The Dozen Vol. 26 No. 11

The Dozen – American Negoce

Among the many interesting sources of wine, these days are those from people who buy wines others make and sell them at a discount.

Before Covid, I had a strict rule of not reviewing wines that were not available somewhere in bricks and mortar retail shop. As with many things, the Covid experience changed my thinking, and now I have started to include wines available online only.

This Dozen includes some from de Negoce, Cameron Hughes’ line of wines that someone else makes entirely or in part, and the definition of what classical European négociants do. Often these wines come from wineries that are overstocked or need the cash now, so bargains are going to be had. Every négociant, European or American, has its own process, but the end result is that the consumer often gets wines that are underpriced for their value. The only problem is – since the buyer doesn’t know the brand origin and only the region – they have to have some faith in the négociant or négoce.

We also have several other very good wines that are worthy delving into, so please delve at will.

2021 Esporão “Bico Amarelo” Vinho Verde ($12). Tart green flavors with lots of lime, but not the aromatic notes of the boxwood-centric Marlborough Sauvignon Blancs.

2021 Ameal Vinho Verde Loureiro ($18). Very nice substantial white with green, spicy flavors and a crisp finish.

2021 Wente “Riva Ranch Vineyard” Arroyo Seco Chardonnay ($22). A nice middle-of-the road Chard with good fruity, rounded apple flavors and green acidity.

2020 de Negoce Russian River Valley Pinot Noir – Lot #234 ($24). Good structure and complexity, plump without being fat, with ripe cherry and cola flavors.

2020 de Negoce Petaluma Gap Pinot Noir – Lot #214 ($25). Tangy cherry flavors with touches of cola – full-bodied but satisfying.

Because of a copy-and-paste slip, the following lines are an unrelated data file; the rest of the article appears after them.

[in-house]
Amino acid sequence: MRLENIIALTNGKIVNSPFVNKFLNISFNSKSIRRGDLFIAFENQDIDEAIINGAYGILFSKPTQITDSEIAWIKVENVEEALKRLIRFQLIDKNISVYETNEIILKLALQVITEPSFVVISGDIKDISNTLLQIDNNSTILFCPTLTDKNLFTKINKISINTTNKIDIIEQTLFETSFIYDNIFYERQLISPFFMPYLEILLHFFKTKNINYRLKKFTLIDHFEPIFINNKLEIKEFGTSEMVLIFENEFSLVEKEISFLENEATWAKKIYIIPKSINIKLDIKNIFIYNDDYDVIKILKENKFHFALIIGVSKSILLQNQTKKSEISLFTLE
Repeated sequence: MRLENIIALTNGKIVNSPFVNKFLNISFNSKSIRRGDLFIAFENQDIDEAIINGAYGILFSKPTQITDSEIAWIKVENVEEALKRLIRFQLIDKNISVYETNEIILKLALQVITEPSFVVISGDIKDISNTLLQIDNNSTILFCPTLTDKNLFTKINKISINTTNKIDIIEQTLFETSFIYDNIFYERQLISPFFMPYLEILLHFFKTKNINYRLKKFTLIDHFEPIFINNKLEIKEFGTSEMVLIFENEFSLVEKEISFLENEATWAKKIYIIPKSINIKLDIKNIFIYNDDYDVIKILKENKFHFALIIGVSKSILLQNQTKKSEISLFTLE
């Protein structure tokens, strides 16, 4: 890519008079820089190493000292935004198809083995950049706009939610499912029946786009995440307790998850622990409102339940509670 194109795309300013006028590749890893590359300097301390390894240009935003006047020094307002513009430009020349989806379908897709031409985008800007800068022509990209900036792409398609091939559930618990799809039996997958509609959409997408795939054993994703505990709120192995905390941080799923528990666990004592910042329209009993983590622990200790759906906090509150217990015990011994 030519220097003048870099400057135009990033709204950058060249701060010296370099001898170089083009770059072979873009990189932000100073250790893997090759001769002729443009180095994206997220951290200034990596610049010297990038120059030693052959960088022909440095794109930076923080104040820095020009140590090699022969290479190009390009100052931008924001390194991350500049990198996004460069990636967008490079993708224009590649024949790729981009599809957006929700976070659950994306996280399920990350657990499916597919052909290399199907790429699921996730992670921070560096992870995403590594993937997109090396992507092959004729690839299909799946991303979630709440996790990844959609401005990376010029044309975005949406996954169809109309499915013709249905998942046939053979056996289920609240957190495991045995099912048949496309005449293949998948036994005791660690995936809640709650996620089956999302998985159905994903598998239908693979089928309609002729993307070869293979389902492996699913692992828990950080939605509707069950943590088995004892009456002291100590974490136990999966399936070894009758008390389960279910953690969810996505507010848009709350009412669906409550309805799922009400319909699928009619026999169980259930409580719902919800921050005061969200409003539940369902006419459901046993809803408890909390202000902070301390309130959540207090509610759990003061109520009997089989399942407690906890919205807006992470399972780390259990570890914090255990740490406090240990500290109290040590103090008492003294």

2019 de Negoce Russian River Valley Cabernet Sauvignon – Lot #227 ($29). Quite fresh, with red and black raspberries and a rich finish.

2018 de Negoce Walla Walla Valley Cabernet Sauvignon – Lot #50 ($29). Lean, lighter, more savory than most Cabs – more earthy than fruity – with lots of dusty tannins.

2020 Wente “Riva Ranch Vineyard” Arroyo Seco Pinot Noir ($35). Enjoyable, though a tad sweetish, very fruity with a dollop of cream and then a crisp finish.

2020 Beringer “Private Reserve” Napa Valley Chardonnay ($50). Very toasty and buttery, but very good toast and buttery for those who prefer the toasty and buttery style of Chardonnay.

2019 Beringer Knights Valley “Reserve” Cabernet Sauvignon ($70). A good mixture ff red fruits with blackberries – lean with savory notes and a little tanginess in the finish.

2017 Charles Krug “Generations” Napa Valley Red Wine ($75). Very smooth and enjoyable red blend with ripe blackberry and dry herbal flavors with integrated tannins and great length on the palate.

2019 Larkmead “Solari” Napa Valley Cabernet Sauvignon ($200). Just a fabulous, complex wine – smooth and luscious with creamy, purple fruit with barrel notes and notes of dusty chocolate and great intensity of flavors without be extracted. The price? If you are used to buying wines in this range, you won’t be disappointed.

Prices listed are generally SRP or from wine-searcher.com. As more wineries are now shipping direct-to-consumer, check the winery website if you can’t find a bottle in your retail store.

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Roger Morris writes about wine, food and travel for The World of Fine Wine, Drinks Business, Meininger's Wine Business International, Wine Enthusiast and other publications in the U.S. and Europe.

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